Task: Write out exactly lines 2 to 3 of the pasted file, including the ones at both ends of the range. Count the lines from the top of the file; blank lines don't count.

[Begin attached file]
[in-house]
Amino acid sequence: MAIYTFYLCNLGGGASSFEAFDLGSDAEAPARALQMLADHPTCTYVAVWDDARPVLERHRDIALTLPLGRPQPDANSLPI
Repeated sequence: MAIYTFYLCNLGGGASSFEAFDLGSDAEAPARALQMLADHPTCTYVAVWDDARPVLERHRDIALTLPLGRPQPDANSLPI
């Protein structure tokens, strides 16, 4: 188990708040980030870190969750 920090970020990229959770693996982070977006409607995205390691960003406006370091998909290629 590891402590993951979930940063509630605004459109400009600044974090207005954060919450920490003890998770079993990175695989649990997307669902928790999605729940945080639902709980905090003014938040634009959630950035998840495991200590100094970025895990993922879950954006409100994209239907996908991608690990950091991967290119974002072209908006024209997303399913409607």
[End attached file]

Amino acid sequence: MAIYTFYLCNLGGGASSFEAFDLGSDAEAPARALQMLADHPTCTYVAVWDDARPVLERHRDIALTLPLGRPQPDANSLPI
Repeated sequence: MAIYTFYLCNLGGGASSFEAFDLGSDAEAPARALQMLADHPTCTYVAVWDDARPVLERHRDIALTLPLGRPQPDANSLPI